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Jose Antonio Marmolejo (Anahuac University, Mexico) and Román Rodríguez (National Polytechnic Institute, Mexico)

Source Title: Handbook of Research on Modern Optimization Algorithms and Applications in Engineering and Economics

Copyright: © 2016
|Pages: 25
DOI: 10.4018/978-1-4666-9644-0.ch006

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TopThe optimization problems for electrical power systems have been studied for more than five decades. A definition of Economic Dispatch is the operation of generation facilities to produce energy at the lowest cost to reliably serve consumers, recognizing any operational limits of generation and transmission facilities.

In the typical Unit Commitment (Wood & Wollenberg, 1996) the problem consists as determining the mix of generators and their estimated output level to meet the expected demand of electricity over a given time horizon (a day or a week), while satisfying the load demand, spinning reserve requirement and transmission network constraints. An electric network consists of many generation nodes with various generating capacities and cost functions, lines of transmission and nodes of power demand (Vasant et al. 2012).

The application of optimization models for electrical power systems is marked by constant development for new algorithms like exact methods, metaheuristics and hybrid strategies (Vasant, 2013). However, to benchmark the performance and solution quality for any solution technique, it is necessary to have variety of electrical test systems (Vasant, 2014).

Nowadays, we still lack the existence of standardized test systems that can be used to benchmark the performance and solution quality of proposed techniques. Many papers consider different test systems, which make it very difficult to perform a proper comparison between methods that have been proposed (Diniz, 2010).

In Zhang and Schaffner (2010), they refer that the existing IEEE test systems developed are mainly used for reliability, power flows and stability analysis but not for economic analysis. Short time ago, some panels focused on the development of standard test systems of transmission and distribution systems for economic analysis has emerged. In 2007 the IEEE Working group (WG) on Test Systems for Economic Analysis was created, sponsored by IEEE System Economics subcommittee.

Finding an appropriate method for generating test cases of a specific electricity network is not an easy task. In this sense, this paper compares two methods to generate test systems: time series models and a method for simulating stable random variables that can be used to multiperiod unit commitment based on the use of Chambers-Mallows-Stuck algorithm.

There are some methods to find the best estimation of load forecasting. The main methods include time series such as exponential smoothing or Autoregressive Integrated Moving Average models (ARIMA). However, the electricity demand pattern becomes more complex to forecast because it has a particular behavior.

Lévy and Aleksander Khintchine (1924) first developed the stable distributions theory in the 20’s of last century. Since then, this distribution has been applied in different areas of knowledge, such as economics, physics, engineering and hydrology. The reason is that some phenomena of nature, like electrical demand, cannot be described assuming Normal distribution as they present observations with extreme values, which characterizes the instability of the series and denotes the presence of heavy tails, an effect known as impulsivity.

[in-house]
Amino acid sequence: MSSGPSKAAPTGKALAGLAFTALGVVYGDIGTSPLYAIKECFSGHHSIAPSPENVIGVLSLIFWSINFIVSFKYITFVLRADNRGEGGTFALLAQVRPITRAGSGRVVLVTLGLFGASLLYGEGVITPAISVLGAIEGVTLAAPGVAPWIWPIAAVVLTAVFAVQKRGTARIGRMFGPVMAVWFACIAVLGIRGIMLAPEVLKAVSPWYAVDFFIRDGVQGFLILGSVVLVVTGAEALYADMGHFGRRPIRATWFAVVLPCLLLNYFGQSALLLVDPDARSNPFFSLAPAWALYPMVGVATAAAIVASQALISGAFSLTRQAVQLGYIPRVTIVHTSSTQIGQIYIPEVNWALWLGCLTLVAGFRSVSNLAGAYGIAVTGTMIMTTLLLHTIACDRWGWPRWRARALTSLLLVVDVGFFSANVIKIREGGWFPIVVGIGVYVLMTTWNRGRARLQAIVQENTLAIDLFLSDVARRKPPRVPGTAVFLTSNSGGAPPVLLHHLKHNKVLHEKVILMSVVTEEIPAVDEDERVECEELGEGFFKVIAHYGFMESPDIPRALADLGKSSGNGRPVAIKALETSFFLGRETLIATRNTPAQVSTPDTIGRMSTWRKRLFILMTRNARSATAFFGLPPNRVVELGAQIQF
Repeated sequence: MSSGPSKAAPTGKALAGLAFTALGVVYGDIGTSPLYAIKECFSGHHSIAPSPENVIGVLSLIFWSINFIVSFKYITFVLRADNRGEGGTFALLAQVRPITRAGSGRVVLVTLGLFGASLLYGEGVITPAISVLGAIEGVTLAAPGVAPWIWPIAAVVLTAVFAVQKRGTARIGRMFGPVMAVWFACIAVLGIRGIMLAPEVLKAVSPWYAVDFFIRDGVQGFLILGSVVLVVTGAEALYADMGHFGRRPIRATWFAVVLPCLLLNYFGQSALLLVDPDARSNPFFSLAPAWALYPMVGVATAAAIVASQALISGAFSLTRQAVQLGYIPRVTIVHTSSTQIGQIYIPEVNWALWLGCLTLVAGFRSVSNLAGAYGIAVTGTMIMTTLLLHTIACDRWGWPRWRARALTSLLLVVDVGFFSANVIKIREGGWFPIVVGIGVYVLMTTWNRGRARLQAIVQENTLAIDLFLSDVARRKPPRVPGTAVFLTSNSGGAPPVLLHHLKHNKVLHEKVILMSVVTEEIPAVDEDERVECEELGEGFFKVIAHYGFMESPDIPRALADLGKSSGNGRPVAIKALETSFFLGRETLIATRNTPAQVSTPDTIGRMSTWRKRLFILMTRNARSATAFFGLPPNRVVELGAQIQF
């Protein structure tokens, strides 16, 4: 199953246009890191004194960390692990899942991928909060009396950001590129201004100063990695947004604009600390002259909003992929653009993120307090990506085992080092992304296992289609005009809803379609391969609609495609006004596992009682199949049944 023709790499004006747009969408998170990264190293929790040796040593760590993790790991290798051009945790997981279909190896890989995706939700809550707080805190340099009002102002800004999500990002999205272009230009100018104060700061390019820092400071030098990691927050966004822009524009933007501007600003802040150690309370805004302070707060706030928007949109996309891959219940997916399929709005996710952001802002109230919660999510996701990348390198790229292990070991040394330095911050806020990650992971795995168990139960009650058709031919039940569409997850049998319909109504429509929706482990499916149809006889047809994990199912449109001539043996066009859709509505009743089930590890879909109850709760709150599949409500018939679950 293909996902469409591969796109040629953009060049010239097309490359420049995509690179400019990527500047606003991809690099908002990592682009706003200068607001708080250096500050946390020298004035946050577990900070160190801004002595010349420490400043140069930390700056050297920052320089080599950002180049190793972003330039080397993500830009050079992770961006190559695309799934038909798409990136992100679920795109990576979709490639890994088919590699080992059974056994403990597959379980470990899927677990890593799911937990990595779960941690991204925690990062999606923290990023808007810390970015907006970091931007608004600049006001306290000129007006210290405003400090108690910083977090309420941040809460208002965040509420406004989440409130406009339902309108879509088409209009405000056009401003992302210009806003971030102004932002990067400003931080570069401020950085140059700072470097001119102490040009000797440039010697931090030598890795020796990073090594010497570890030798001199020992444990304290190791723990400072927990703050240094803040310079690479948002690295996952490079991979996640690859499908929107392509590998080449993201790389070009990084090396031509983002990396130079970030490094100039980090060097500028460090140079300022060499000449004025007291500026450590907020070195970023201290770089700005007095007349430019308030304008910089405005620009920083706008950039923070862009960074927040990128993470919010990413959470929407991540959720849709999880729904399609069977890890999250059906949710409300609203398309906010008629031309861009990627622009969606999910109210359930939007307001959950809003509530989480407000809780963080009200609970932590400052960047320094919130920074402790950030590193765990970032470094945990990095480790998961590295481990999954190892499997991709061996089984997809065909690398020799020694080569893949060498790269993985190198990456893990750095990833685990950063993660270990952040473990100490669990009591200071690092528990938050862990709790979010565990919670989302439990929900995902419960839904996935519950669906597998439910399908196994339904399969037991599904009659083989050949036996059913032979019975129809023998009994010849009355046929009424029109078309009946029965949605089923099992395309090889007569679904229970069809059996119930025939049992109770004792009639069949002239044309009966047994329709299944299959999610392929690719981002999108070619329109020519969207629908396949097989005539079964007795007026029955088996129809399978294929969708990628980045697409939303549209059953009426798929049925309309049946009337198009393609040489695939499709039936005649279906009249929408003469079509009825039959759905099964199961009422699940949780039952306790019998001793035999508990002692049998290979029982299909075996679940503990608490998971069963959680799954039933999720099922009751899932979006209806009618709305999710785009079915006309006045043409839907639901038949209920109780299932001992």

Usually electrical demand presents a greater degree of impulsivity that the Normal distribution cannot describe due to the presence of peaks in the series during the hours of the day and seasons of high-energy demand.

For this, we propose use Chambers-Mallows and Stuck algorithm for simulating alpha stable random variables characterizing demand patterns of real electrical systems. The use of Chambers-Mallows-Stuck method for simulating stable random variables provides a new way to generate test systems widely used in power systems research. By modeling the demand through the use of alpha stable distribution can catch the real behavior of the electrical demand and build possible extreme scenarios, each scenario corresponds to a price-elastic demand curve. The simulations are based on real observations of demand for different reliability test systems. Electrical network data are taken from the 24 (Charman et al. 1979) and 118 bus IEEE test systems (Christie, 1993), and a portion of electric energy system of Mainland Spain (Alguacil & Conejo, 2000). Cost functions of the thermal plants data are taken from the literature.

Heavy Tails: Heavy tail means that there is a larger probability of getting extreme values in a series.

Stable Distribution: Are a class of probability distributions which allowing skewness and heavy tails. They are described by and index of impulsiveness, and skewness parameter, a scale parameter, and a location parameter.

Economic Dispatch: The operation of generation facilities to produce energy at the lowest cost to reliably serve consumers, recognizing any operational limits of generation and transmission facilities.

Unit Commitment Problem: The problem of unit commitment involves finding the least-cost dispatch of available generation resources to meet the electrical load.

Electric Network: Consists of many generation nodes with various generating capacities and cost functions, lines of transmission and nodes of power demand.

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